The Anti-Fragile Trader is someone that puts on very small position sizes in low probability trades, but shifts huge amounts of risk to the trader on the other side of the trade. The methodology of the anti-fragile trader is to bet on the eventual blowup of the traders making high risk trades for a small premium.
The favorite tool of the Anti-Fragile Trader is the out-of-the-money option contract. For pennies on the dollar, they can control huge amounts of assets. While they expire worthless the majority of the time, when a random Black Swan event hits the market affecting the option contract, they can return thousands of percent on capital at risk, and makeup for all the past losses.
The creator of the anti-fragile concept, Nassim Nicholas Taleb, traded long option strangles, betting on both directions to capture any huge trend event up or down. A company being purchased and rocketing up, or a disaster and a company stock sent crashing, was hugely profitable for Taleb. He also bought option contracts on futures markets. The key is very tiny bets on these trades versus total account equity. Tiny losses and tremendous wins was what made the system profitable.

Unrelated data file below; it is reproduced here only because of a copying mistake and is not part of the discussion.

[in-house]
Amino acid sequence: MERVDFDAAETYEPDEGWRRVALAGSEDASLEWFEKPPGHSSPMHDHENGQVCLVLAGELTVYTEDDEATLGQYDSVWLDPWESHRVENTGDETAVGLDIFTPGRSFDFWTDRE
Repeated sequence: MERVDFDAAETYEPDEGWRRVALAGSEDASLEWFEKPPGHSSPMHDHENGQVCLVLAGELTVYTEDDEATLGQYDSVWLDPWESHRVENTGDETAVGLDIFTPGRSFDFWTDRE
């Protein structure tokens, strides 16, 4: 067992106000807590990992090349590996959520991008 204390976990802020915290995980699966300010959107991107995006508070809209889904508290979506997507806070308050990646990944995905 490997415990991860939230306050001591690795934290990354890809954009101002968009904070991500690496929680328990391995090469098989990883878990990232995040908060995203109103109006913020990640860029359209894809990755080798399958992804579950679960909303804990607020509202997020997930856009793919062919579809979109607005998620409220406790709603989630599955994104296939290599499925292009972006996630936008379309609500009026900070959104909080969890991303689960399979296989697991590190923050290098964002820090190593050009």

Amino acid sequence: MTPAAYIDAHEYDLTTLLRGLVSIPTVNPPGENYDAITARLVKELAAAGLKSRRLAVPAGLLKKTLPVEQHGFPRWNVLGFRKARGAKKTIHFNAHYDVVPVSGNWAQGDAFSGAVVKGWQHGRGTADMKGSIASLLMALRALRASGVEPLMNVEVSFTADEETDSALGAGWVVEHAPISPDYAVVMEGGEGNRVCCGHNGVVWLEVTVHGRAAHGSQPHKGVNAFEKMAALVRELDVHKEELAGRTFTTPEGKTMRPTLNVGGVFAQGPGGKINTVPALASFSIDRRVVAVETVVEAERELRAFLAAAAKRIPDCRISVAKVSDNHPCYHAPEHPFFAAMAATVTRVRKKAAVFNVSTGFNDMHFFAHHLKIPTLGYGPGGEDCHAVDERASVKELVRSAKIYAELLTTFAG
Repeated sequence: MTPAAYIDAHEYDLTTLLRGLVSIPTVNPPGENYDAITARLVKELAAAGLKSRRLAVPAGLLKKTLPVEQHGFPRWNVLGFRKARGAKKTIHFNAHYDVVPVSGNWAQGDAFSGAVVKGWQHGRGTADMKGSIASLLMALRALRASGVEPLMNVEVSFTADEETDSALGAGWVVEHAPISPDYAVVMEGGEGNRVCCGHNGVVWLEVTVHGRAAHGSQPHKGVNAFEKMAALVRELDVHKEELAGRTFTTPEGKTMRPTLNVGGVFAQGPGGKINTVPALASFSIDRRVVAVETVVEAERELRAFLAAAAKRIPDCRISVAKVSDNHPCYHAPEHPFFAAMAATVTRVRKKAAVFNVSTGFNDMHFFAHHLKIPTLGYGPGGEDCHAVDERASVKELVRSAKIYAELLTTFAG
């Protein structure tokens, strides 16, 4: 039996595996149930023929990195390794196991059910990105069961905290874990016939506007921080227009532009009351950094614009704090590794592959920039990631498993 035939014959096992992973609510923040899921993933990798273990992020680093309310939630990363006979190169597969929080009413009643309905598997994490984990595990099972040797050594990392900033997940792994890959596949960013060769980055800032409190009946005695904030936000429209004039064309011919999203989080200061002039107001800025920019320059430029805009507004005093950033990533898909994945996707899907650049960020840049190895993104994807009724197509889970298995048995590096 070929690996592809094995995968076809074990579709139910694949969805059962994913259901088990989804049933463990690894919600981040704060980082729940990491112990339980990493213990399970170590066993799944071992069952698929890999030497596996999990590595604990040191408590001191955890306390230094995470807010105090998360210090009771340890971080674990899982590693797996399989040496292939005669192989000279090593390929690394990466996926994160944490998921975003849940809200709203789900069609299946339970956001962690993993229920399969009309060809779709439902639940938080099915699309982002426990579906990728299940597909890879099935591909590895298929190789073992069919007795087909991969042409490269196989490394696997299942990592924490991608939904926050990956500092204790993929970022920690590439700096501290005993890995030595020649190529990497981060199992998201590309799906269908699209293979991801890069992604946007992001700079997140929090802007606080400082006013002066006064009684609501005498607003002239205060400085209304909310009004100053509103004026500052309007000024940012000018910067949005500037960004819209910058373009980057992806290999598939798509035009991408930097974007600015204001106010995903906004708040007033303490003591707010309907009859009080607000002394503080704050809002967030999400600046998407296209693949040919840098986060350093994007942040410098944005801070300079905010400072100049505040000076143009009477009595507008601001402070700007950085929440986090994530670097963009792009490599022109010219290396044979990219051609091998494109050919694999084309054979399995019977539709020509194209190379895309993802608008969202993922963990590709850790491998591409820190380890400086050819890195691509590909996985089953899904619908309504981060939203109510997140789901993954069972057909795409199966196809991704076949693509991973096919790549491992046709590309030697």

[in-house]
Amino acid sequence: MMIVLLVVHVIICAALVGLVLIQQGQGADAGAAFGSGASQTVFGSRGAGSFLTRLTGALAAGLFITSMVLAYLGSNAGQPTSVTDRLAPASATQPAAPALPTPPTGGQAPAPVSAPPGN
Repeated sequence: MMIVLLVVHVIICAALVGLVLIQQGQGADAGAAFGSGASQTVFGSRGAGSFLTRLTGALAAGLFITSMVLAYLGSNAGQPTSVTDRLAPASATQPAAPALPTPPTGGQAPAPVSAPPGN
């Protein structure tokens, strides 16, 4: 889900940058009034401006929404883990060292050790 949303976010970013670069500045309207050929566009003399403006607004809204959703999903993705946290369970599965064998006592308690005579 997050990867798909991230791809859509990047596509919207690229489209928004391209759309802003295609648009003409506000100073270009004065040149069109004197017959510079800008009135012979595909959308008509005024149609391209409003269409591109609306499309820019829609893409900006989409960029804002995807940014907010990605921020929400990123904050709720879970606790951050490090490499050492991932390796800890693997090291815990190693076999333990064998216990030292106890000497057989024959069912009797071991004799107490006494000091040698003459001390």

Have you ever heard of the legendary Turtle traders? Millionaire trader Richard Dennis set off to find out if traders were just born to trade, or if they could be trained to be successful in the markets from scratch. The answer? If they could follow rules they could be successful.
“I always say that you could publish my trading rules in the newspaper and no one would follow them. The key is consistency and discipline. Almost anybody can make up a list of rules that are 80% as good as what we taught our people. What they couldn’t do is give them the confidence to stick to those rules even when things are going bad.” –Richard Dennis: Founder of the ‘Turtle Traders’ quoted from the book Market Wizards:
The Turtle system proved that the traders that followed the rules went on to be millionaires and to manage money professionally.
Markets – What to buy or sell
The Turtles traded all major futures contracts, metals, currencies, and commodities.
The turtles traded multiple markets to diversify risk.
Position Sizing – How much to buy or sell
Turtle position sizing was based on a markets volatility using the 20 day exponential moving average of the true range.
The Turtles were taught to trade in increments of 1% of total account equity,